I remember the mess trying to developing for multiple browsers. If anyone doesn’t see a problem with it, its because they are new developers and weren’t around for it. Have fun rewriting your css down the road.
I’ve been developing for years, and I don’t see a problem with it. But I do see a problem with not bothering to make things cross browser compatible. It shows you either don’t care, are lazy, or don’t know how. Only the last of those 3 are excusable.
As soon as the other browsers are on par with the Chrome’s support for latest EcmaScript features, I may consider not to limit the browser support. Otherwise, sorry. IE is not a browser. Fix it.
I may have missed this in Chris’ and Tom’s Articles, but why is it that Google feels some of their products wont work properly on other browsers. Is it because they have ignored web standards or is it because they have followed them to the letter and pushed the bounderies where other browsers havnt? (This is a genuine question rather than me jumping to a conclussion)
I do feel like you should build sites to work for everyone, but if you are pushing the Tech Boundries and shipping the latest cutting edge stuff, then surely you can only be expected to Follow web standards. If your competitors don’t, then that should be a reason for their customers to move away from them?
Power begets power. Google is so big they are going around the HTML Standards world view and trying to “introduce” elements of which should not be added without full compliance considerations; only because they can. Do you think Walmart or Amazon would crash the gates of the shopping world by making components which only work on certain browsers? The Developers that are using “tools” for Chrome-only are using those assets because they believe they are promoting good ethics by supporting Chrome’s ideas (IMO).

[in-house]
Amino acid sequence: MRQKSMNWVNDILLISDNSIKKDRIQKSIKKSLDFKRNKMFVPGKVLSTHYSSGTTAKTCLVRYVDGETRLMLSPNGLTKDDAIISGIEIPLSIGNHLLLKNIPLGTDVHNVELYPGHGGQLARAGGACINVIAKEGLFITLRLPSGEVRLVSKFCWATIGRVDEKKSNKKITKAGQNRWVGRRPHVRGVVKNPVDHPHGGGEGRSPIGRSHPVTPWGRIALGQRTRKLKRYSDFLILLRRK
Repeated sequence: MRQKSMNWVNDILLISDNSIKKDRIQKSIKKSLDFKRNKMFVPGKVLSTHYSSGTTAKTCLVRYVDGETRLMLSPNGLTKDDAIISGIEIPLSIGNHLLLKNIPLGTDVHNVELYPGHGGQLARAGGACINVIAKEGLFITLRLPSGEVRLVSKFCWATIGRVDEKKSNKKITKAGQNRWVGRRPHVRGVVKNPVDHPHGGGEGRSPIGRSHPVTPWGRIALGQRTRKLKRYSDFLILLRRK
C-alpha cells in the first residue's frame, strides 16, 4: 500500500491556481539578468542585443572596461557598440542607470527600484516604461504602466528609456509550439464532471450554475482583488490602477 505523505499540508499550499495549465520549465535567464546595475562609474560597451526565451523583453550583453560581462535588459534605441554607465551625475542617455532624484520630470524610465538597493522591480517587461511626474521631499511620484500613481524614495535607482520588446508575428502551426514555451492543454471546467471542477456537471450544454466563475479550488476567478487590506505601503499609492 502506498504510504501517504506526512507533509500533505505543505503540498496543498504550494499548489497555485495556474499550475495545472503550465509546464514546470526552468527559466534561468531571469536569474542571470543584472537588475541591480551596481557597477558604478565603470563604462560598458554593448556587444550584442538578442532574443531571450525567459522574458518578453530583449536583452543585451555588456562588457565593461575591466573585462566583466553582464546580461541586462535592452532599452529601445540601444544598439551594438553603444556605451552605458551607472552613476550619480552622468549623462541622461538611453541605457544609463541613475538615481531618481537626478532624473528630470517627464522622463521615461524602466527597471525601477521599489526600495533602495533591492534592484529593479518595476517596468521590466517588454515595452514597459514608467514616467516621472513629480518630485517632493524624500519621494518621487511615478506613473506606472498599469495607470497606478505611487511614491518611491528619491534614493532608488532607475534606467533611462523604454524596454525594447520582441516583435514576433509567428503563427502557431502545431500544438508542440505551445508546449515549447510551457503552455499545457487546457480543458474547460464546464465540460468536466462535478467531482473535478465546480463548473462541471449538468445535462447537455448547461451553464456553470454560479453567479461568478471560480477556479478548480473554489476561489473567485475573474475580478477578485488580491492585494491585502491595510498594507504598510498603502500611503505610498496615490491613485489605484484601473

Just like Wallymart, Google is being very impetuous by offering elements in their “society” (corporate decisions… what’s next, no insurance for G employees) which are not fully vetted from within the standards of the industry.
Sure, go ahead and experiment; but do not release a piece of the pie that holds together a DOM without full cross-browser support. If you want a “speciality” browser like One-off then so be it. But Chrome aint special. Would you build the space station using screws that were not tested? Personally—IMHO—Quantum just got me onto the Firefox boat and I never use Chrome unless I am forced to.
So, the problem is that Chrome is evolving and implementing new stuff, while others don’t, so you need to always use third party, making your app heavier.
Chrome is not the problem, the other browsers are the problem, and if we don’t use those new features, they will never implement it..
Thank God Google didn’t followed the slow and old web standards that just didn’t evolved enough.
As a developer you should code for users, not for browsers :-)
So you are saying that Apple should open all of their closed apps to Android, windows and others because not all users use their products?